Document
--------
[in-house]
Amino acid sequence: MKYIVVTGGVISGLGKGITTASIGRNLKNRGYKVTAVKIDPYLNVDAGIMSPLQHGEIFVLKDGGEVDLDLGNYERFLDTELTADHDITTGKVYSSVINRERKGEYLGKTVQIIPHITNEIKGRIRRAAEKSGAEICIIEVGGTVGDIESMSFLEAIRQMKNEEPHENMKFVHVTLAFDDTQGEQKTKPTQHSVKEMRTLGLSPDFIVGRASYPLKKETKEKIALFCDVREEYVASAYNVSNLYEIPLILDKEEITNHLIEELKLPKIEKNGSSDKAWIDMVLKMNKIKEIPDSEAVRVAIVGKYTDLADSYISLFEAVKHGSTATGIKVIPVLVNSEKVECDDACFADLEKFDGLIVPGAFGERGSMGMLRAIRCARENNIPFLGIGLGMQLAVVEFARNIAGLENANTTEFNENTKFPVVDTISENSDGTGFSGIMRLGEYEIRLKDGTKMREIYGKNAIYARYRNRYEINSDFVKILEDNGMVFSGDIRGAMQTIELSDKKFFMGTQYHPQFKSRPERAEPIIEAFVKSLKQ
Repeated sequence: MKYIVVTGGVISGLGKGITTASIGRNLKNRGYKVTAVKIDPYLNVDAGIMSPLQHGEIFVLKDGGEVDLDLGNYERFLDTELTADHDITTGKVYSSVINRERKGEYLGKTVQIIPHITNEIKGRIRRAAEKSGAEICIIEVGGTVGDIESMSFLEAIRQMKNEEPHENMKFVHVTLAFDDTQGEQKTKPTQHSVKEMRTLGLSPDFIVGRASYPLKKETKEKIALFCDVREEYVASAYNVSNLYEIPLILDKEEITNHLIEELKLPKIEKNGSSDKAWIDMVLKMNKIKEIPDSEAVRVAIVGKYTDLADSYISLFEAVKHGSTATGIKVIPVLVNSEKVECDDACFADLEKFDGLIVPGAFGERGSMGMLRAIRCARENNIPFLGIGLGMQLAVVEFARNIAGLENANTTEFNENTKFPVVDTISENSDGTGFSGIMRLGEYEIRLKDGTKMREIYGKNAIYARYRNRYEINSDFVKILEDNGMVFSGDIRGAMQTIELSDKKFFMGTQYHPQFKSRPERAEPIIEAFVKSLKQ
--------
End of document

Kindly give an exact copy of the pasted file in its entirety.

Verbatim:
[in-house]
Amino acid sequence: MKYIVVTGGVISGLGKGITTASIGRNLKNRGYKVTAVKIDPYLNVDAGIMSPLQHGEIFVLKDGGEVDLDLGNYERFLDTELTADHDITTGKVYSSVINRERKGEYLGKTVQIIPHITNEIKGRIRRAAEKSGAEICIIEVGGTVGDIESMSFLEAIRQMKNEEPHENMKFVHVTLAFDDTQGEQKTKPTQHSVKEMRTLGLSPDFIVGRASYPLKKETKEKIALFCDVREEYVASAYNVSNLYEIPLILDKEEITNHLIEELKLPKIEKNGSSDKAWIDMVLKMNKIKEIPDSEAVRVAIVGKYTDLADSYISLFEAVKHGSTATGIKVIPVLVNSEKVECDDACFADLEKFDGLIVPGAFGERGSMGMLRAIRCARENNIPFLGIGLGMQLAVVEFARNIAGLENANTTEFNENTKFPVVDTISENSDGTGFSGIMRLGEYEIRLKDGTKMREIYGKNAIYARYRNRYEINSDFVKILEDNGMVFSGDIRGAMQTIELSDKKFFMGTQYHPQFKSRPERAEPIIEAFVKSLKQ
Repeated sequence: MKYIVVTGGVISGLGKGITTASIGRNLKNRGYKVTAVKIDPYLNVDAGIMSPLQHGEIFVLKDGGEVDLDLGNYERFLDTELTADHDITTGKVYSSVINRERKGEYLGKTVQIIPHITNEIKGRIRRAAEKSGAEICIIEVGGTVGDIESMSFLEAIRQMKNEEPHENMKFVHVTLAFDDTQGEQKTKPTQHSVKEMRTLGLSPDFIVGRASYPLKKETKEKIALFCDVREEYVASAYNVSNLYEIPLILDKEEITNHLIEELKLPKIEKNGSSDKAWIDMVLKMNKIKEIPDSEAVRVAIVGKYTDLADSYISLFEAVKHGSTATGIKVIPVLVNSEKVECDDACFADLEKFDGLIVPGAFGERGSMGMLRAIRCARENNIPFLGIGLGMQLAVVEFARNIAGLENANTTEFNENTKFPVVDTISENSDGTGFSGIMRLGEYEIRLKDGTKMREIYGKNAIYARYRNRYEINSDFVKILEDNGMVFSGDIRGAMQTIELSDKKFFMGTQYHPQFKSRPERAEPIIEAFVKSLKQ